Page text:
University of Worcester Worcester Research and Publications

Association Between Schizophrenia-Related Polygenic Liability and the Occurrence and Level of Mood-Incongruent Psychotic Symptoms in Bipolar Disorder

Allardyce, J., Leonenko, G., Hamshere, M., Pardinas, A., Forty, L., Knott, Sarah, Gordon-Smith, Katherine, Porteus, D., Haywood, C., Di Florio, A., Jones, Lisa, McIntosh, A., Owen, M., Holmans, P., Walters, J., Craddock, N., Jones, I., O'Donovan, M. and Escott-Price, V. (2018) Association Between Schizophrenia-Related Polygenic Liability and the Occurrence and Level of Mood-Incongruent Psychotic Symptoms in Bipolar Disorder. JAMA Psychiatry, 75 (1). pp. 28-35. ISSN Print: 2168-622X Online: 2168-6238

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Importance Bipolar disorder (BD) overlaps schizophrenia in its clinical presentation and genetic liability. Alternative approaches to patient stratification beyond current diagnostic categories are needed to understand the underlying disease processes/mechanisms. Objectives To investigate the relationship between common-variant liability for schizophrenia, indexed by polygenic risk scores (PRS) and psychotic presentations of BD, using clinical descriptions which consider both occurrence and level of mood-incongruent psychotic features. Design Case-control design: using multinomial logistic regression, to estimate differential associations of PRS across categories of cases and controls. Settings & Participants 4399 BD cases, 2966 (67%) female, mean age-at-interview 46 [sd 12] years, from the BD Research Network (BDRN) were included in the final analyses. For comparison genotypic data for 4976 schizophrenia cases and 9012 controls from the Type-1 diabetes genetics consortium and Generation Scotland were included. Exposure Standardised PRS, calculated using alleles with an association p-value threshold < 0.05 in the second Psychiatric Genomics Consortium genome-wide association study of schizophrenia, adjusted for the first 10 population principal components and genotyping-platform. Main outcome measure Multinomial logit models estimated PRS associations with BD stratified by (1) Research Diagnostic Criteria (RDC) BD subtypes (2) Lifetime occurrence of psychosis.(3) Lifetime mood-incongruent psychotic features and (4) ordinal logistic regression examined PRS associations across levels of mood-incongruence. Ratings were derived from the Schedule for Clinical Assessment in Neuropsychiatry interview (SCAN) and the Bipolar Affective Disorder Dimension Scale (BADDS). Results Across clinical phenotypes, there was an exposure-response gradient with the strongest PRS association for schizophrenia (RR=1.94, (95% C.I. 1.86, 2.01)), then schizoaffective BD (RR=1.37, (95% C.I. 1.22, 1.54)), BD I (RR= 1.30, (95% C.I. 1.24, 1.36)) and BD II (RR=1.04, (95% C.I. 0.97, 1.11)). Within BD cases, there was an effect gradient, indexed by the nature of psychosis, with prominent mood-incongruent psychotic features having the strongest association (RR=1.46, (95% C.I. 1.36, 1.57)), followed by mood-congruent psychosis (RR= 1.24, (95% C.I. 1.17, 1.33)) and lastly, BD cases with no history of psychosis (RR=1.09, (95% C.I. 1.04, 1.15)). Conclusion We show for the first time a polygenic-risk gradient, across schizophrenia and bipolar disorder, indexed by the occurrence and level of mood-incongruent psychotic symptoms.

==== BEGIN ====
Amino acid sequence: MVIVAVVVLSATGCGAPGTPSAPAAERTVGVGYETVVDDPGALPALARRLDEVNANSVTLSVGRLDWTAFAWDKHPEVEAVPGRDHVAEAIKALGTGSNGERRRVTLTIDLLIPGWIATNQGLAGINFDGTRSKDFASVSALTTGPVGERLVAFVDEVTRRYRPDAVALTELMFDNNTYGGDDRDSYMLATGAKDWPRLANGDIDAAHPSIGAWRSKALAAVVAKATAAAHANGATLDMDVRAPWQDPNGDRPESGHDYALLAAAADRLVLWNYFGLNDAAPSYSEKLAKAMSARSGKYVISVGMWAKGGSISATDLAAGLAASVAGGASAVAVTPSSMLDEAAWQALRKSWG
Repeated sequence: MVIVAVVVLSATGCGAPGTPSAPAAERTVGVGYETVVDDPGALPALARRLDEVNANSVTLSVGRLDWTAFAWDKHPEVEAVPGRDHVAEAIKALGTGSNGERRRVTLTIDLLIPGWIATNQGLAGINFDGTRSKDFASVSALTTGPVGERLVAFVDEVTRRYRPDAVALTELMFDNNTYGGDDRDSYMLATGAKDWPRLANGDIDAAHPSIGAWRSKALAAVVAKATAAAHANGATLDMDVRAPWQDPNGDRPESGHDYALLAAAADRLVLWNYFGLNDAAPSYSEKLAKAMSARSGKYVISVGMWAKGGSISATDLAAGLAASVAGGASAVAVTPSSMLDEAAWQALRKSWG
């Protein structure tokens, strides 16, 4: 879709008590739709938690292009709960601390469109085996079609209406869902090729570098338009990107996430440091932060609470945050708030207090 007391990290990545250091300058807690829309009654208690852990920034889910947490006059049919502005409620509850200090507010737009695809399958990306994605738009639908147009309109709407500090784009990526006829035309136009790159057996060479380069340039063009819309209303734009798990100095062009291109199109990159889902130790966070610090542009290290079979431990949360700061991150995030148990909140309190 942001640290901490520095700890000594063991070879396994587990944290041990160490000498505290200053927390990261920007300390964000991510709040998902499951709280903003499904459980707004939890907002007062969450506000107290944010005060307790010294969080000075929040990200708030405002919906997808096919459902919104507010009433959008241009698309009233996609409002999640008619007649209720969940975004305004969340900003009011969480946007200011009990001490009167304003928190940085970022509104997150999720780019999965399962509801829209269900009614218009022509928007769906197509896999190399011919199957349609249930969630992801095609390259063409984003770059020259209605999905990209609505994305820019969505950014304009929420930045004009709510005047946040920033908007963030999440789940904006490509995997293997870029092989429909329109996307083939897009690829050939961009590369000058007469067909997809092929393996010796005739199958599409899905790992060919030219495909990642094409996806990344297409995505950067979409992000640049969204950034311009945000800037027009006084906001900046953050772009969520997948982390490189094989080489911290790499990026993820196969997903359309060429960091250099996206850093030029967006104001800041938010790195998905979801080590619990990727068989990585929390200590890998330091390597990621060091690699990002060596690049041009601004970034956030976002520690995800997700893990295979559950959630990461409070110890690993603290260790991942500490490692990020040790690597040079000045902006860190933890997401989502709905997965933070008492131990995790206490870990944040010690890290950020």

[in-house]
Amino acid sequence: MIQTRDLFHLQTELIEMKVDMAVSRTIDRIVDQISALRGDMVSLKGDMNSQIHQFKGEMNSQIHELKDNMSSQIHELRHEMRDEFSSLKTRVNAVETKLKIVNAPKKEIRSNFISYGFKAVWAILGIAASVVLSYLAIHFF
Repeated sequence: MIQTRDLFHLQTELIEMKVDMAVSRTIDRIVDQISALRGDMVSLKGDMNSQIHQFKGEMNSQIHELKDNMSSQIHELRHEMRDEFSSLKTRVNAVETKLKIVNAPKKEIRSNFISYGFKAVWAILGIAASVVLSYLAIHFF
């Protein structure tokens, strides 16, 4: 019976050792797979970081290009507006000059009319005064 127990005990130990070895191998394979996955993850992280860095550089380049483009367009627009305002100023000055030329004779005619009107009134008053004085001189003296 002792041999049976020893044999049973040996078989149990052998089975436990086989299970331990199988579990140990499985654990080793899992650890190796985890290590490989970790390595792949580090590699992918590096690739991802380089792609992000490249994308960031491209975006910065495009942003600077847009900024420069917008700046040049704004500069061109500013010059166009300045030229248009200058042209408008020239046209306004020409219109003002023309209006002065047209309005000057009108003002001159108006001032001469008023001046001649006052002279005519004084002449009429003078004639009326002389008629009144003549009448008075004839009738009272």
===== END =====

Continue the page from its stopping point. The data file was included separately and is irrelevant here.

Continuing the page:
Item Type: Article
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Uncontrolled Keywords: biploar, schizophrenia, psychotic symptoms, mood, mental health
Subjects: B Philosophy. Psychology. Religion > BF Psychology
R Medicine > RC Internal medicine > RC0321 Neuroscience. Biological psychiatry. Neuropsychiatry
Divisions: Academic Departments > Institute of Health and Society
Related URLs:
Copyright Info: Open Access
Depositing User: Katherine Gordon-Smith
Date Deposited: 30 Nov 2017 09:55
Last Modified: 22 Nov 2018 01:00

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